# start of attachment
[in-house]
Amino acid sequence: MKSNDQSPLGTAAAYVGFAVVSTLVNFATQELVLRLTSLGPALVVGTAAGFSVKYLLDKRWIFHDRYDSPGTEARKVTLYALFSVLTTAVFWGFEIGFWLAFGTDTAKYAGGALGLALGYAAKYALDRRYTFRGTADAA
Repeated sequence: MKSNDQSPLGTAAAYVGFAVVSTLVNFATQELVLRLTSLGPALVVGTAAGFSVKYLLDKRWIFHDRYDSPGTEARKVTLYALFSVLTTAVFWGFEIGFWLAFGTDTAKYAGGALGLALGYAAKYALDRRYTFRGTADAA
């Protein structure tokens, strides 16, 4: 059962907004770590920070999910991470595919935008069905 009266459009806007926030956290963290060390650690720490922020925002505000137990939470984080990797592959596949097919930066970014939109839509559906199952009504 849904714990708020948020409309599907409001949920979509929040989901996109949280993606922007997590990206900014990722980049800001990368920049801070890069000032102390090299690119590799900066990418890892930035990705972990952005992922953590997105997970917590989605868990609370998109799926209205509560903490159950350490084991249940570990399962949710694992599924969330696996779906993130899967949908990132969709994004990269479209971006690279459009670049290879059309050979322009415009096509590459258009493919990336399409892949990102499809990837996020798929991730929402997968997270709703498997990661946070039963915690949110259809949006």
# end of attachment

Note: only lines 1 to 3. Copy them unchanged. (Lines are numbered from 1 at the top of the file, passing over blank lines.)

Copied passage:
[in-house]
Amino acid sequence: MKSNDQSPLGTAAAYVGFAVVSTLVNFATQELVLRLTSLGPALVVGTAAGFSVKYLLDKRWIFHDRYDSPGTEARKVTLYALFSVLTTAVFWGFEIGFWLAFGTDTAKYAGGALGLALGYAAKYALDRRYTFRGTADAA
Repeated sequence: MKSNDQSPLGTAAAYVGFAVVSTLVNFATQELVLRLTSLGPALVVGTAAGFSVKYLLDKRWIFHDRYDSPGTEARKVTLYALFSVLTTAVFWGFEIGFWLAFGTDTAKYAGGALGLALGYAAKYALDRRYTFRGTADAA